Ten years ago, UNESCO warned that Angkor Wat, Cambodia’s major world tourism attraction, could be under threat if a careful management of the beautiful ruins of the ancient city was not implemented.
At the start of the 2000s, some 300,000 tourists were coming on average to admire the grand monuments of the site. A decade later and UNESCO’s prediction for the Angkor Archaelogical Park is turning true. Over two million tourists –both domestic and international-come every year threatening the fragile structures. The sandstone monuments of Angkor were however not conceived to support large crowds of visitors. Despite UNESCO watching carefully the evolution of the site, tourism development is increasingly taking its toll on the monuments.
Pollution is today the worst threat to Angkor Archaeological Park. Air pollution is generated by the massive influx of vehicles –from busses, taxis to local tuk tuk- but also by electric generators in town used by hotels. All together they accelerate the decay of the temples by blackening the stones and provokating acid rain. Not to mention large –and often ageing-busses, which generate vibrations and consequently fragilize the temple structures, according to the Apsara Authority, which manages the park.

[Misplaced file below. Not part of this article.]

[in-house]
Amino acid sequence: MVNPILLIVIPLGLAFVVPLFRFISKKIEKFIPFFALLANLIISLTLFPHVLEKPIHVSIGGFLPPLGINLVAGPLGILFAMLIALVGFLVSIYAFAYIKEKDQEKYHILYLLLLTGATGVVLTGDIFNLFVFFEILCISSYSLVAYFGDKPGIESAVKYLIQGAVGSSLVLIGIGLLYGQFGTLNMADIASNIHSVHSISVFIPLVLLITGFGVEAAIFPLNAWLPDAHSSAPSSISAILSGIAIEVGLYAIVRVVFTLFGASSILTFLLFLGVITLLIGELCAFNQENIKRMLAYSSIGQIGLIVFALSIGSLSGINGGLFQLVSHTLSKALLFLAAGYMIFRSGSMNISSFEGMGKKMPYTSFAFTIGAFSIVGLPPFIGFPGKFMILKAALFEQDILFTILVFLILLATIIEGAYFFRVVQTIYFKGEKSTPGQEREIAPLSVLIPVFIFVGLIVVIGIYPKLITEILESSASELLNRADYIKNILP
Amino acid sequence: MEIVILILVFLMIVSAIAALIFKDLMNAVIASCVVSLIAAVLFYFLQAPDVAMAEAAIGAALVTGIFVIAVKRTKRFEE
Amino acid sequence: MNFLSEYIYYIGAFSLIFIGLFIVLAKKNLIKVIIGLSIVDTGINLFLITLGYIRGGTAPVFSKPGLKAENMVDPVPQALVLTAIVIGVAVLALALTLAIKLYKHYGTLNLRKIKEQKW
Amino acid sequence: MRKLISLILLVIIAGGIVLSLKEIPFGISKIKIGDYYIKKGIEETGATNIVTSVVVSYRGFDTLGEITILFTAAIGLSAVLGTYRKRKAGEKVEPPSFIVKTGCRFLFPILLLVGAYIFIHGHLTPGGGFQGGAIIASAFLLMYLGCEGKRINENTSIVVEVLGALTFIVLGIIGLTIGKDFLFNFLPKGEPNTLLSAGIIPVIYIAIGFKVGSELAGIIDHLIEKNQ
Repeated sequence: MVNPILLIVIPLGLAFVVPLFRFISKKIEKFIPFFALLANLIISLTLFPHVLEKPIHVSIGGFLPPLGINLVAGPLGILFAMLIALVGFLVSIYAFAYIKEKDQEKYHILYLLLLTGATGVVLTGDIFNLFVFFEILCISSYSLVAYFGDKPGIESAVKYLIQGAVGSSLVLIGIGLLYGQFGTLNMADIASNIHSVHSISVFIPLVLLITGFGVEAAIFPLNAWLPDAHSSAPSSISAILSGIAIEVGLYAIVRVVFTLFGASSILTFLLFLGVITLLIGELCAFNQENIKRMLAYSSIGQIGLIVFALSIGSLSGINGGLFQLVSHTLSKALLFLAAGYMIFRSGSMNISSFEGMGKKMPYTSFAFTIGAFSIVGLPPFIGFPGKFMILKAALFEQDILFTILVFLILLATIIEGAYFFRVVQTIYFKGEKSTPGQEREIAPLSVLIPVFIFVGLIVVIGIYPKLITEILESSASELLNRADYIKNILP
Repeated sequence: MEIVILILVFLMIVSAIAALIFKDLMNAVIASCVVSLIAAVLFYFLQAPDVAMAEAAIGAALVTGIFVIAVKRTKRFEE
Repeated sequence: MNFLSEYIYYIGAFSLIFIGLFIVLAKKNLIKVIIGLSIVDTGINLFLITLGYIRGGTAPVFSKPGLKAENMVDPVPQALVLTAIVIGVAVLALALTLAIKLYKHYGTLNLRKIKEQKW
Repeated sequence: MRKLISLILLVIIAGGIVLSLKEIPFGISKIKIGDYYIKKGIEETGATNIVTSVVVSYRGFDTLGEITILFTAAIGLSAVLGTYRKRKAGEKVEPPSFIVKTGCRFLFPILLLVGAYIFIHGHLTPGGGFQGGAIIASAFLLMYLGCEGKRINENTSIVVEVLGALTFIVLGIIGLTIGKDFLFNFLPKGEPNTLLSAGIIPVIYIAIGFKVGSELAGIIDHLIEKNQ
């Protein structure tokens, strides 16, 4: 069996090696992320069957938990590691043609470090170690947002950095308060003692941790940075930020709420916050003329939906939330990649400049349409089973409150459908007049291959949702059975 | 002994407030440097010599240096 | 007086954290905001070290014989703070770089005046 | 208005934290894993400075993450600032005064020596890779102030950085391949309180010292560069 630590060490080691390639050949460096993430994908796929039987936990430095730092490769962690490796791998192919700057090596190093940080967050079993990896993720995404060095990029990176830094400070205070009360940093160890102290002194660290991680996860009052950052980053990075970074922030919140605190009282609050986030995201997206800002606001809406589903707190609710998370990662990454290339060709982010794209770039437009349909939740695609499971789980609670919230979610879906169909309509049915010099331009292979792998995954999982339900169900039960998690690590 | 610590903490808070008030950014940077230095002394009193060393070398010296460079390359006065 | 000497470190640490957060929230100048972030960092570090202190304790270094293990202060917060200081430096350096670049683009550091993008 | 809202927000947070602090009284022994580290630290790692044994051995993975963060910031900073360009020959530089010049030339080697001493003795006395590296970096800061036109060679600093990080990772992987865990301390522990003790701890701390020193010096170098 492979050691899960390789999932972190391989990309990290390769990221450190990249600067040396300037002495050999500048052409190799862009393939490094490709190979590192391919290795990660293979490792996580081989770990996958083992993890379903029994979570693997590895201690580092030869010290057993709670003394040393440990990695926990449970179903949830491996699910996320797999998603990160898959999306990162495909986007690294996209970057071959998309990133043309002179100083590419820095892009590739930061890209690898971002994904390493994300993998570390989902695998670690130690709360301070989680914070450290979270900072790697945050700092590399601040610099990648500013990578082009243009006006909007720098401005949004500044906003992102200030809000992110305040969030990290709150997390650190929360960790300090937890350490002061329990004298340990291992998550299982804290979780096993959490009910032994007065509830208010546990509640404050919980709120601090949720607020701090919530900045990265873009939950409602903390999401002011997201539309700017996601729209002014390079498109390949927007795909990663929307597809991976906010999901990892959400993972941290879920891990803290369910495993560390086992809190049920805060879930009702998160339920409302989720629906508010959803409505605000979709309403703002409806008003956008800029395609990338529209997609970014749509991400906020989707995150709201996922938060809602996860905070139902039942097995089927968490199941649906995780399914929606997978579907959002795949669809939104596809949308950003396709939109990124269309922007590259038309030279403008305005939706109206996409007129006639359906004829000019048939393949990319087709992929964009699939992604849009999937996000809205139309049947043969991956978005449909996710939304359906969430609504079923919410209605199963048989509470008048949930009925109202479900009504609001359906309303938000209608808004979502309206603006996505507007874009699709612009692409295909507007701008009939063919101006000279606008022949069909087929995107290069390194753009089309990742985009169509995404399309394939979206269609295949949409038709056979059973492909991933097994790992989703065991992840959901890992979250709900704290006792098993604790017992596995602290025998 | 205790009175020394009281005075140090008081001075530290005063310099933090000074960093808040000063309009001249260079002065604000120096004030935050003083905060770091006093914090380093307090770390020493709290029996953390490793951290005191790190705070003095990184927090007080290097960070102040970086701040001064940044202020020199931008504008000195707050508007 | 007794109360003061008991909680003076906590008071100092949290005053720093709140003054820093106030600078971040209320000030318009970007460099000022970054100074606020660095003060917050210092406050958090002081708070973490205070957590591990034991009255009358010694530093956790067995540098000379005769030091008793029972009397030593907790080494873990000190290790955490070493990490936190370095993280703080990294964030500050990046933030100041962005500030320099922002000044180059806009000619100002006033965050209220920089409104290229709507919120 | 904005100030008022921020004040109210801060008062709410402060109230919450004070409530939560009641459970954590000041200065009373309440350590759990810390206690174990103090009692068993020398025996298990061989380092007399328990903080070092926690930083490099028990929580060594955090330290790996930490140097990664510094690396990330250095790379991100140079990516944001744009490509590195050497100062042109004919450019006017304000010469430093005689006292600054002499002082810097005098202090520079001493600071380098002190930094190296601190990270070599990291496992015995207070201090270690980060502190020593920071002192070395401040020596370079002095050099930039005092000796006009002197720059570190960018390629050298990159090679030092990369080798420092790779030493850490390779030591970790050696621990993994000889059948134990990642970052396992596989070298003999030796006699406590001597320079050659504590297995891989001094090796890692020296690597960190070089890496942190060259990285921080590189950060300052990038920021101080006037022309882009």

UNESCO and Apsara have been working for many years on various solutions to limit pollution– it will indeed be difficult to totally reduce the impact of tourism activities on the archeological sites-. So far with little success. They have been talks about banning busses to enter the park or reducing the number of tuk-tuks but lobbies and private interests have so far managed to block any decision. 70 to 80 per cent of the foreign visitors to the temples are booked with tour operators and they generally use their own vans and buses.
Electric vehicles to ferry visitors had been envision back to 2008 but tuk tuk protests at that time derailed the project. Now, a French company BluE-Mobility is looking to make its entrance into the market. The electric buggy-style vehicle can carry three persons and has an autonomy of 300 km per charge. It has been developed by Bollore Group, a French conglomerate.
BluE-Mobility just signed a MoU with Apsara for the use of the electric cars.
The service will be priced at US$80 a day, meaning that it will be first used only by VIP or high spending travellers. For Vincent Calzaroni, CEO of BluE-Mobility, the expensive service will be used by tourists who will appreciate the use of an eco-friendly mode of transport in a bid to help preserving Angkor archeological park as well as protecting the environment.
The electric cars will not replace however the current fleet of polluting vehicles seen at the temples. BluE-Mobility sounds more like a drop in the bucket…